Celebrities are speaking out and coming forward in droves as the Black Lives Matter movement protests push forward. Some have taken to the streets, others have donated money, many just put up black boxes online to show their support, and Selena Gomez has been turning over her social media pages to socio-political influencers and historical figures. Recently, Gomez handed over the reins of her Instagram account to Run the Jewels rapper and political activist Killer Mike, and now she’s given authority to Ruby Bridges.
If the name “Ruby Bridges” sounds familiar, it should. Her name was etched in American history after she became the first Black child to desegregate a White elementary school in New Orleans, Lousiana, in 1960. She was just six-years-old when she was escorted in and out of the school by federal marshalls, and she faced backlash, discrimination, racism, and hatred from White adults who didn’t want to see Black people learning alongside their children. She was also the inspiration behind Norman Rockwell’s painting, The Problem We All Live With.
Ruby Bridges, 65, has lived a life as an activist and author, and recently Selena Gomez invited Bridges to occupy her social media space in an effort to educate the singer’s 180 million followers. “I just want to take a moment to thank Selena for this amazing opportunity to speak to you directly,” Ruby said in a video. “The footage that I want to share with you today has not been shown before now. It is footage from 1960, the day that I entered first grade here in New Orleans.” The video showed White parents with their children following Ruby to school as they intimated her. Interviews were done where people openly called black people the n-word and the police described themselves as “misunderstood.”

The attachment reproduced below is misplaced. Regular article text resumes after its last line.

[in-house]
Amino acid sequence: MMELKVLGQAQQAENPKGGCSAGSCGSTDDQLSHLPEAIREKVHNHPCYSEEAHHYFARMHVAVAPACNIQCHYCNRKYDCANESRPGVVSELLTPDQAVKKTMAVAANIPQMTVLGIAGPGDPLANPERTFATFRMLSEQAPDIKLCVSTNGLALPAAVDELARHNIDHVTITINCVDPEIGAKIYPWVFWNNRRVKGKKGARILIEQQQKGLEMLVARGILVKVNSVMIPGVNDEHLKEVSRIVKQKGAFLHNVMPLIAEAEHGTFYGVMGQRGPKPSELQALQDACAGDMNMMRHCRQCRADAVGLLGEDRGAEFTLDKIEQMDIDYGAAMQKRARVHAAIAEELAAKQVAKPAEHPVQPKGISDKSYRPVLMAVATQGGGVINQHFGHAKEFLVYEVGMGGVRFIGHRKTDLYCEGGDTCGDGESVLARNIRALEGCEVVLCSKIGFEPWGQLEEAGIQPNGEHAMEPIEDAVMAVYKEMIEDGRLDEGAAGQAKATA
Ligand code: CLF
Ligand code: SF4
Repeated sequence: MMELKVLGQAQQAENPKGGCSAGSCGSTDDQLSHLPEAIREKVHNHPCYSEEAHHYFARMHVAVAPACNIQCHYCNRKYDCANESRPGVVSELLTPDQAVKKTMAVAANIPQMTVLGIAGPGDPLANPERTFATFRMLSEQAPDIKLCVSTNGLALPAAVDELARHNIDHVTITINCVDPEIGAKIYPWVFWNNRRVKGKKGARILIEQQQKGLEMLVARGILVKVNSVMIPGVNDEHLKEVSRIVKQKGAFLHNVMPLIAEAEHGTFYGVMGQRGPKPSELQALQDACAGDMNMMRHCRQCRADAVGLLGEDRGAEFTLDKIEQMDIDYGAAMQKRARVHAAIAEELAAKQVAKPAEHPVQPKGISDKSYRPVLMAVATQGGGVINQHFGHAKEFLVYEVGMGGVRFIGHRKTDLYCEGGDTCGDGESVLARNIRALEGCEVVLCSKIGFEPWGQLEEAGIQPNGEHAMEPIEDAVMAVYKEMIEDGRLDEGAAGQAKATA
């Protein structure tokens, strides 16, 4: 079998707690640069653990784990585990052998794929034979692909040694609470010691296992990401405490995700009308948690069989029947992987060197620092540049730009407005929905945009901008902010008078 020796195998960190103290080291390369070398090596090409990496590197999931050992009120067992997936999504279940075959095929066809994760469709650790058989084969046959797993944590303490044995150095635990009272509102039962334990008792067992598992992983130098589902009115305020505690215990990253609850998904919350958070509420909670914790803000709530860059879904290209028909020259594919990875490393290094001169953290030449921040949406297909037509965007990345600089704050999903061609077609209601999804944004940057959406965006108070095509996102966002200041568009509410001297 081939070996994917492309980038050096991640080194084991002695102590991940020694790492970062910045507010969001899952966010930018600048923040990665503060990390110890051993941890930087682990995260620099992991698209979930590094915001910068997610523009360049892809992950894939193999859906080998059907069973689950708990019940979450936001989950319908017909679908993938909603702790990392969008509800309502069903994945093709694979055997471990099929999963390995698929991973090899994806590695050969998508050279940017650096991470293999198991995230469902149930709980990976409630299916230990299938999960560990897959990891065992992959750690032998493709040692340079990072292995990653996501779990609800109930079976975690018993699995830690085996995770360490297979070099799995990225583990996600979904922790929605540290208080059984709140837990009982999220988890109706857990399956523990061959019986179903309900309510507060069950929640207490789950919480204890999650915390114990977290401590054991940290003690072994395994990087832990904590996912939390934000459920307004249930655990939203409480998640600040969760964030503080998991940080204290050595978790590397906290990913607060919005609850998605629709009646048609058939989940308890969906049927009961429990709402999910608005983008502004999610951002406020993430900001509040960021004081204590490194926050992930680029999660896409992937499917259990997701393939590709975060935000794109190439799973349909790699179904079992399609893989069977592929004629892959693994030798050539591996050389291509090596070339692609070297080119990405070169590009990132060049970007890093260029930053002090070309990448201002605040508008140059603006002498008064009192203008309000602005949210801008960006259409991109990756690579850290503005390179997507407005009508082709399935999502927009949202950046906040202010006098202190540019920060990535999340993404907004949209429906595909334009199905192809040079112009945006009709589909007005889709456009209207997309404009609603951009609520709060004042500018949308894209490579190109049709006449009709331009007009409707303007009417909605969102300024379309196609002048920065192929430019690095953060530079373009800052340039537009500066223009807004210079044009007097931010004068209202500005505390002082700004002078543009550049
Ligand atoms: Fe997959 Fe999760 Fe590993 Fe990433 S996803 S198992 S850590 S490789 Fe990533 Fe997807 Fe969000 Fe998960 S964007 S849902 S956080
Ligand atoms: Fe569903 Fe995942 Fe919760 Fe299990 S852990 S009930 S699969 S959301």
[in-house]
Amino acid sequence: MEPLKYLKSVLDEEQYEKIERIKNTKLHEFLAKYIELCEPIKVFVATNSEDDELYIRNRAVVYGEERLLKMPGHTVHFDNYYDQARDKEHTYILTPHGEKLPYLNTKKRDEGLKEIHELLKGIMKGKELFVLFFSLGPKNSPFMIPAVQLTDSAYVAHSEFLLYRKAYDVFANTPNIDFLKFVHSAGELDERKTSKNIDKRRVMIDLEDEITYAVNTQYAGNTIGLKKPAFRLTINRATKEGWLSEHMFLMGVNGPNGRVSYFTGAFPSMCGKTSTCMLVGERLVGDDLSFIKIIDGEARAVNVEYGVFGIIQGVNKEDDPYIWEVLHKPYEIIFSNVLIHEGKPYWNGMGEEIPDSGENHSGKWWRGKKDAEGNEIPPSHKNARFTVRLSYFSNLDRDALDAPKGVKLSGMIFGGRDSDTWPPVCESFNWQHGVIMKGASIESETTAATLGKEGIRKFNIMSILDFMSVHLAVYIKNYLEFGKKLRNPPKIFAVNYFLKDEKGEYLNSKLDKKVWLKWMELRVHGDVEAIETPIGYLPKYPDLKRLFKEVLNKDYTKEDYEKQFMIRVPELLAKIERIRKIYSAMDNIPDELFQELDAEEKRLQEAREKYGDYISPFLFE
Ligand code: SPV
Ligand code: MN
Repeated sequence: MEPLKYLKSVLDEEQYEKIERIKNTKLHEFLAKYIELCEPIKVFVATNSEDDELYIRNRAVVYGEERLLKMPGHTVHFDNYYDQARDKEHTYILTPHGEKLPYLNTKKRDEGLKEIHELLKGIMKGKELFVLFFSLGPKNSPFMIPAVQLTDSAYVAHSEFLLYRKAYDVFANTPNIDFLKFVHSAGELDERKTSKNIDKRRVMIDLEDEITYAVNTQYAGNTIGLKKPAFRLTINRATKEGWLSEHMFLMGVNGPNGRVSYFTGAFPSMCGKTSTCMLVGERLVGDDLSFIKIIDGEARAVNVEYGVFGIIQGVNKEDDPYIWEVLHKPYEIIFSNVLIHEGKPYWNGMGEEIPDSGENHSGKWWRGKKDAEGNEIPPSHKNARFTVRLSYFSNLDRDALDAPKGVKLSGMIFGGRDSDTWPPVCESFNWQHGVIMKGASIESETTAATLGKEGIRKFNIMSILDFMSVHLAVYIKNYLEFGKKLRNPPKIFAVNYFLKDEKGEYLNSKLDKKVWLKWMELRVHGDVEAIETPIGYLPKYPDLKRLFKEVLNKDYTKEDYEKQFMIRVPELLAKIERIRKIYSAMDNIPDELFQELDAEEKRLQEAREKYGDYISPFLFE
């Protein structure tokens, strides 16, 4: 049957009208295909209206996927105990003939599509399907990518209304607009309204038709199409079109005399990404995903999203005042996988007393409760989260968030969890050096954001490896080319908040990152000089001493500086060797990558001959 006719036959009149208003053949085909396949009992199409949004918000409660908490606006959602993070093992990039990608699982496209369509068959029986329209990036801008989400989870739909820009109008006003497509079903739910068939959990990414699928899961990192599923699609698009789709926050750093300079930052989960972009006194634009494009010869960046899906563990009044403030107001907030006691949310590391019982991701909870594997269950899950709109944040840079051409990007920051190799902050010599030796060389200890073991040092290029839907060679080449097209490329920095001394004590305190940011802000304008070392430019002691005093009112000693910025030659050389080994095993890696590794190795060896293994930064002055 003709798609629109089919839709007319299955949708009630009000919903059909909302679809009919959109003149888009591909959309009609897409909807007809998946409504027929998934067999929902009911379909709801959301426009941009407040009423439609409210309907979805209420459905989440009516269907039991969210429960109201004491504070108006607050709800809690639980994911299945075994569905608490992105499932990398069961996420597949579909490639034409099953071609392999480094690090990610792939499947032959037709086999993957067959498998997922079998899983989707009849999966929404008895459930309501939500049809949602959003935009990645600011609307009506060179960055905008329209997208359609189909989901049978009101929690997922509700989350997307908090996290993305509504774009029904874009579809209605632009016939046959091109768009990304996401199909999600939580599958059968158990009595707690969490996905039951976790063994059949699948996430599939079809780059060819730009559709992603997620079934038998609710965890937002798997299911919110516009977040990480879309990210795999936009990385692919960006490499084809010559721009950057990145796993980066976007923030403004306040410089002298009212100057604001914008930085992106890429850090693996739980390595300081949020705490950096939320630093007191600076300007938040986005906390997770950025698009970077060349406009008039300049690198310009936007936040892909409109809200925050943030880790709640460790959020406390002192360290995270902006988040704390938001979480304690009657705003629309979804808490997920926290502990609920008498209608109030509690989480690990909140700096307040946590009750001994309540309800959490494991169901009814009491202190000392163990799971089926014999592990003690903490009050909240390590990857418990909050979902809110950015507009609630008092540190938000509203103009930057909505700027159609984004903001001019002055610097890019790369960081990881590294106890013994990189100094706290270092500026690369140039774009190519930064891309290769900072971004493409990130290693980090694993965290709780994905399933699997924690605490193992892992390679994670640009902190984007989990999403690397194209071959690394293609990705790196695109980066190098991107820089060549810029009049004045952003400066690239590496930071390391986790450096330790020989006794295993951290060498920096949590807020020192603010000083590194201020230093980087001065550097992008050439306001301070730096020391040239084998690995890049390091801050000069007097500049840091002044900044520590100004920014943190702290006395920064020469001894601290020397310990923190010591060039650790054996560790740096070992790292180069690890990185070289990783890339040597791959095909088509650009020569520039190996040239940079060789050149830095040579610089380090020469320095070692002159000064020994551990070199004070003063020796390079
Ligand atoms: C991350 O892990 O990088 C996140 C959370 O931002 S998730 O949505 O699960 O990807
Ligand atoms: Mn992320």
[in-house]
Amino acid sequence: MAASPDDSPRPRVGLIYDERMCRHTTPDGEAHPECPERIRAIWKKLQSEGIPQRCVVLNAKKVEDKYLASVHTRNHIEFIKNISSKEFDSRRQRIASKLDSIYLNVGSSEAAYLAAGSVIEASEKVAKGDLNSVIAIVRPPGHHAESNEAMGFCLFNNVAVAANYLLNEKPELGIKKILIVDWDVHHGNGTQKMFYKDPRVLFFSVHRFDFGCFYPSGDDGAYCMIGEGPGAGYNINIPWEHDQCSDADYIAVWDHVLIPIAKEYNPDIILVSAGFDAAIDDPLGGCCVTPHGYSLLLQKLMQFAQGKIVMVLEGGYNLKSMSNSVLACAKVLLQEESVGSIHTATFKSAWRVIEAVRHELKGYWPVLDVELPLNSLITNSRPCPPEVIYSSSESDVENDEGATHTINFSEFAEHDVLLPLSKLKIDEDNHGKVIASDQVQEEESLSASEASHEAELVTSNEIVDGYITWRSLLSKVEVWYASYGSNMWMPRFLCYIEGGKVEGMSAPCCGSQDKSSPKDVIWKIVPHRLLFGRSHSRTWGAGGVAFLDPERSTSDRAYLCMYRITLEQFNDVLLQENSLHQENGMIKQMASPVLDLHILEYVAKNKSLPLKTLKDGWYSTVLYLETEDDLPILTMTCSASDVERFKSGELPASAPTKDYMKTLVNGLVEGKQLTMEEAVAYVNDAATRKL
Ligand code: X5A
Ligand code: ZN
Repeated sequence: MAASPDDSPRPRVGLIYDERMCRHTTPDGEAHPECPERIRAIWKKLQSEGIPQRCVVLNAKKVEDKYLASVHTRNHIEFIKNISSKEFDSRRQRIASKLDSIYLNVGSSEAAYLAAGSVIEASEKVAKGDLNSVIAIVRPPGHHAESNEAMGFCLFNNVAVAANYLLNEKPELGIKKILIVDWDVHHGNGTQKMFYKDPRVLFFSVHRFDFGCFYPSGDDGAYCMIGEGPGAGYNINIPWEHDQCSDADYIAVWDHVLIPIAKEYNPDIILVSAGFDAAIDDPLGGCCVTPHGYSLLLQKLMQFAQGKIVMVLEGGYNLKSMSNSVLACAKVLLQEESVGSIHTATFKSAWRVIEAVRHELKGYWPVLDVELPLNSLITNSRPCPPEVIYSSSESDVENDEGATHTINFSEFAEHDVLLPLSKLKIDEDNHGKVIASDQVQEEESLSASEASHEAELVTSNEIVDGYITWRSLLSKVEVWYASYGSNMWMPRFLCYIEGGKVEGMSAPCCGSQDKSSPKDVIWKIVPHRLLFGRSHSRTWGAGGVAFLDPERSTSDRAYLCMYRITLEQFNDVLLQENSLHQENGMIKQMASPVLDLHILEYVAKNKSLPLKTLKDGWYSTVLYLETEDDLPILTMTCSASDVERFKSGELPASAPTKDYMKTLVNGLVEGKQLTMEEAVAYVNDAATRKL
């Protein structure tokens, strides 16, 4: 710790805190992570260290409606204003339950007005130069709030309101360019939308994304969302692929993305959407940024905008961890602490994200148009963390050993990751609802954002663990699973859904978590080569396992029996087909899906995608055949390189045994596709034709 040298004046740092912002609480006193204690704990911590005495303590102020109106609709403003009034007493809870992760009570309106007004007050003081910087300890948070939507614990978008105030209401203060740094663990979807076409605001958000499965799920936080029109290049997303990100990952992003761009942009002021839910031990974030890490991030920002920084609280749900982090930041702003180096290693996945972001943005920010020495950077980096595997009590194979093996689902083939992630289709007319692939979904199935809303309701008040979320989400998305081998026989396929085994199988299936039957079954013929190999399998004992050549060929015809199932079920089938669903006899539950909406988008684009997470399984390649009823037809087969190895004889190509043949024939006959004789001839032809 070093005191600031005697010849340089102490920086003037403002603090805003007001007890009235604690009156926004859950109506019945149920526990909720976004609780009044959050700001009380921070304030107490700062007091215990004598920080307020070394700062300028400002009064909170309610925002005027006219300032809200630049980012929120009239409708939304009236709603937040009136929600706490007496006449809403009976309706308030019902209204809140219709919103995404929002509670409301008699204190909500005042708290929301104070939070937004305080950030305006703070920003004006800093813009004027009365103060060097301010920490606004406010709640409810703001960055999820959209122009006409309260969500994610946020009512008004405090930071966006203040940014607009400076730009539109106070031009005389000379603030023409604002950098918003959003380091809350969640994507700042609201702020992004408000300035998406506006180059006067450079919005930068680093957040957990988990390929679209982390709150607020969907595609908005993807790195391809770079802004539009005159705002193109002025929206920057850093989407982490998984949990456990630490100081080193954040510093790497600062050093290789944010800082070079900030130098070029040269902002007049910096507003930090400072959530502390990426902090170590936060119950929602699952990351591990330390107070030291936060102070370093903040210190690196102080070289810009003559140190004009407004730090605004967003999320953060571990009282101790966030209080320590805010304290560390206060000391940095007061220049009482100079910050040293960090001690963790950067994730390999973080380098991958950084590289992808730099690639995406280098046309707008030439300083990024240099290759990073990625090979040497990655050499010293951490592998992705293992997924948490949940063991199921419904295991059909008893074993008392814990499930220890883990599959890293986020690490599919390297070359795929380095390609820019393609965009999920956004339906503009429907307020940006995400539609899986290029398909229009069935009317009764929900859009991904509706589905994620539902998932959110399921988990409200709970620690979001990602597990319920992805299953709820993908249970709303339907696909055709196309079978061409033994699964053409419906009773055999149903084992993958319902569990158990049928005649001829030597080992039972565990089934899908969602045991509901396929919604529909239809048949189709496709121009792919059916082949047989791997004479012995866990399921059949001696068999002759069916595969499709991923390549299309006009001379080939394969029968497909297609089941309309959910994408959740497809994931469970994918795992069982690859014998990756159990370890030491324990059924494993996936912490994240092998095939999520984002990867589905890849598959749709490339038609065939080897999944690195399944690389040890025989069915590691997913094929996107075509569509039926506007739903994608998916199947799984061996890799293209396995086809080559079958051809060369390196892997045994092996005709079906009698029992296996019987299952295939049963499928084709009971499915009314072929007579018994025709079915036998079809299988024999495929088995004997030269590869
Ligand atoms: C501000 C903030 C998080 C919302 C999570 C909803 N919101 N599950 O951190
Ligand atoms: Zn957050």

Watch Ruby Bridges speak about her experience and highlight the journey of young Daisy Gabriel’s family, as well.
Photo Attribution: By JD Lasica from Pleasanton, CA, US – Ruby Bridges, CC BY 2.0
Saniyya Dennis, 19, Was Last Seen Leaving Campus In New York
Her father, famed rapper 40 Cal, has been pleading for help in search efforts.
Outside of my work here at Our Black Girls, I have a longstanding career as an entertainment journalist, specifically in the Hip Hop and Rap industries. Whenever something occurs that affects members of those communities, I’m personally connected because many of us in Hip Hop consider ourselves to be a family of some sort, whether we know each other or not. I’m here to share the story of Saniyya Dennis, the 19-year-old daughter of rapper 40 Cal, real name Calvin Byrd, who was reported missing earlier this week from New York. Her family has been vocal about their frustrations with authorities because, they say, not enough is being done in the search efforts. (more…)
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